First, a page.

Restitution Order Improper If Calling for Immediate Payment

Jack Ward was convicted of nine courts of armed bank robbery.  He was sentenced to 300 months in prison and ordered to pay $27,885 in restitution to the victims.  The federal district court, without considering Ward’s ability to pay, ordered that the restitution payment be made “immediately.”  This was impossible for Ward to follow, as he was broke and, once imprisoned, his earnings certainly did not allow “immediate” payment.

The Mandatory Victims Restitution Act of 1996 directs that a sentencing court must specify in the restitution order the manner in which, and the schedule according to which, restitution is to be paid.  This is a non-delegable order.

Ward thus filed motions in federal court, requesting deferral of, or reduction of, his restitution payments.  In Ward v. Chavez (2012 DJDAR 6031), the U.S. Court of Appeals for the Ninth Circuit agreed with Ward.

The Court of Appeals characterized the trial court’s order of “immediate” payment as having the practical effect of improperly delegating the trial court’s obligation to set a payment schedule under the Mandatory Victims Restitution Act to the Bureau of Prisons (BOP).  In other words, the trial court shifted its duty to the BOP to work out a restitution payment schedule, based on Ward’s voluntary employment in prison by Unicor.  

The Court of Appeals then looked to other Ninth Circuit cases wherein an order of “immediate” payment was challenged.  In both cases (United States v. Gunning (Gunning II) (9th Cir. 2005) 401 F.3d 1145 and United States v. Lemoine (9th Cir. 2008) 546 F.3d 1042), such an order was held to violate the Mandatory Victims Restitution Act by leaving a schedule of payments to the BOP to decide.  In passing, the Court of Appeals acknowledged that it is common practice for Ninth Circuit courts to impose restitution “due immediately” as part of sentences where defendant is committed to a term of imprisonment, with an expectation that the BOP and/or probation will work out the details of payment.  This usual practice of implicit delegation, however, is improper.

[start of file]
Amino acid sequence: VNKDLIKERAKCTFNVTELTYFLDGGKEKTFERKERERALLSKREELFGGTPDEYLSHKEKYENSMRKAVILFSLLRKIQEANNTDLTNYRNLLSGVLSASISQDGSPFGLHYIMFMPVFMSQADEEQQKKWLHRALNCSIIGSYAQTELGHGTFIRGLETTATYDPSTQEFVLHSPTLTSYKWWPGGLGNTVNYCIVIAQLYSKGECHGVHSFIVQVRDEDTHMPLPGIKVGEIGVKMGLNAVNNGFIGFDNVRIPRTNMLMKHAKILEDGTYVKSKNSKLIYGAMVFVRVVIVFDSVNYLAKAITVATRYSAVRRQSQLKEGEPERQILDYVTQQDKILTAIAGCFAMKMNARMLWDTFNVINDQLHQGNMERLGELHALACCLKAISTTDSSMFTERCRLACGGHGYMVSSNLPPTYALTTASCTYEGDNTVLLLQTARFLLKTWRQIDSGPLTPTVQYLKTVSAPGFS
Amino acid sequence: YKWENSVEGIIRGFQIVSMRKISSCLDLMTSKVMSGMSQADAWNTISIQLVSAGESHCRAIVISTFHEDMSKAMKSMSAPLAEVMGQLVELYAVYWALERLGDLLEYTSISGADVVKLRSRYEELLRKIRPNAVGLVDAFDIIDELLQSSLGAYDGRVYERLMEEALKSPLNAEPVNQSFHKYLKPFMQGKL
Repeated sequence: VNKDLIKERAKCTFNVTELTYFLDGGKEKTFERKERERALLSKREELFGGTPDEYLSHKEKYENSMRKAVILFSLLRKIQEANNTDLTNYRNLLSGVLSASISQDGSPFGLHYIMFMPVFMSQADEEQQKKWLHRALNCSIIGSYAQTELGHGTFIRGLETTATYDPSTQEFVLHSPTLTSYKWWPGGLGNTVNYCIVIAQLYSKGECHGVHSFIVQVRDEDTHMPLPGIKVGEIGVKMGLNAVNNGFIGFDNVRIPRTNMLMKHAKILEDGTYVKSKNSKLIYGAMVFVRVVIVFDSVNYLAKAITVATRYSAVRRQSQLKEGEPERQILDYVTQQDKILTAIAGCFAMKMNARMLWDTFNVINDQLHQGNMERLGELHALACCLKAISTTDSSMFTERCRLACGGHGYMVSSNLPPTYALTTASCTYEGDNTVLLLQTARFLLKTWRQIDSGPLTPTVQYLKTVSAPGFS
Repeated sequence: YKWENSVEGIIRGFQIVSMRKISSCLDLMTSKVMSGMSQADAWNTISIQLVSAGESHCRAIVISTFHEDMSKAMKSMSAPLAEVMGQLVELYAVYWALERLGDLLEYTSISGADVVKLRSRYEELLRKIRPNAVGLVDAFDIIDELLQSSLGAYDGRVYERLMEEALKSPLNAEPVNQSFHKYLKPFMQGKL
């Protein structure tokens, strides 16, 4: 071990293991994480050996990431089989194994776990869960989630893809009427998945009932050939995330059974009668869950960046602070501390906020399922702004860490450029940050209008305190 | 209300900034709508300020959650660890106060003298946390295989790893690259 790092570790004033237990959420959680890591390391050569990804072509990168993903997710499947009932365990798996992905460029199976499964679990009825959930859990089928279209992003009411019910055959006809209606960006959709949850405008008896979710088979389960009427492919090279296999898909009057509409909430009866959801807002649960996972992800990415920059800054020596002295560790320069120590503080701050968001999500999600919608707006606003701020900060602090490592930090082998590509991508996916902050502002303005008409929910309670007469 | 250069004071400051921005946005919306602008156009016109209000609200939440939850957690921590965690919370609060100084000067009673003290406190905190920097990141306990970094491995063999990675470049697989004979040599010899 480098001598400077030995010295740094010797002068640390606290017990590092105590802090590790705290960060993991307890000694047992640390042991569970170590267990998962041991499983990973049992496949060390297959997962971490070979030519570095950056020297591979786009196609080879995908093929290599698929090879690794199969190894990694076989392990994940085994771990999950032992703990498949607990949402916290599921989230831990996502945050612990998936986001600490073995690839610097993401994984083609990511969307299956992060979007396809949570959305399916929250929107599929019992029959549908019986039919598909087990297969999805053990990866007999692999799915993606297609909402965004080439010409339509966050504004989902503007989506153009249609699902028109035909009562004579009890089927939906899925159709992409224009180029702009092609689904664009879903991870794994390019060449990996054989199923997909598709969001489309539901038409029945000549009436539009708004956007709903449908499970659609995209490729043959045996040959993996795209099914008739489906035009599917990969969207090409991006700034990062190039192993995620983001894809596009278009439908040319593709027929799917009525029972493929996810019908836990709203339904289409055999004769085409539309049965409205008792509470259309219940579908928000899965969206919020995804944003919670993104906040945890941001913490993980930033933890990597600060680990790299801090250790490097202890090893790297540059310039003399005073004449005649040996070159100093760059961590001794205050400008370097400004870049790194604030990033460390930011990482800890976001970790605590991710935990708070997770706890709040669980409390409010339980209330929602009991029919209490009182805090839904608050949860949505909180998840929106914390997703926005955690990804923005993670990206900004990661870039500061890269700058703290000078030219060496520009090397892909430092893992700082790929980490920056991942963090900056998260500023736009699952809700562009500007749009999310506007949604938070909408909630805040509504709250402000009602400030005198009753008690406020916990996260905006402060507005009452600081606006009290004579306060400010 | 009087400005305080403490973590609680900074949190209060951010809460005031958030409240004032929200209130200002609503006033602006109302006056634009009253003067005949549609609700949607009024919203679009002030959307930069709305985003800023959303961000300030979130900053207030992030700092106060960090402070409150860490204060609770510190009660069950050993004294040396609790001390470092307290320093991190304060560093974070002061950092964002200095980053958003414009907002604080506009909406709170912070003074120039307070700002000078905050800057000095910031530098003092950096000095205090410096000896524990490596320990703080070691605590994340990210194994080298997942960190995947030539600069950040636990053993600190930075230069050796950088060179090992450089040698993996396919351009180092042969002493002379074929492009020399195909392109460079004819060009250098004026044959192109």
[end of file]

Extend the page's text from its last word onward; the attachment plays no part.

Consequently, the Court of Appeals recognized that Ward’s case was an opportunity to not only rule on his challenge to the restitution order, but also to set forth principles of what the trial court must consider before making a restitution order.  The Court of Appeals then stated that if the Court of Appeals finds that a defendant cannot pay restitution immediately, the court cannot simply order payment “immediately” and leave the details for the actual repayment schedule to the BOP or probation.  Instead, the trial court must order some repayment schedule with certain amounts.

Therefore, the Court of Appeals vacated the restitution order and remanded the case to the trial court to comply with the Mandatory Victims Restitution Act.

A spirited dissent follows in this opinion.  Authored by Senior Circuit Judge Wallace, it argues that nothing in the trial court order actually delegated authority to the BOP to set a restitution schedule.  Moreover, Wallace pointed out there were many cases wherein restitution awards much higher, even as high as $4.5 million, were challenged for ordering “immediate payment” when defendants had no resources to make periodic payments, but were sustained.  Wallace also pointed out that Ward’s becoming voluntarily employed was his choice and the BOP’s decision to withhold a certain part of his pay to make restitution payments was improper, but it was Ward’s right to challenge the withholding, rather than file the instant motion being decided by the majority.

For more information about restitution issues, click on the following articles:
  1. Restitution Award in DUI Case Reversed and Vacated Because Trial Court’s Calculation Not Rational
  2. Defendant Does Not Have to Pay Restitution When Probation Terminated and Case Is Dismissed
  3. Restitution to Victim Cannot Be Increased After Probation Ends, Even if Victim Sues Defendant in Civil Lawsuit and Wins Millions
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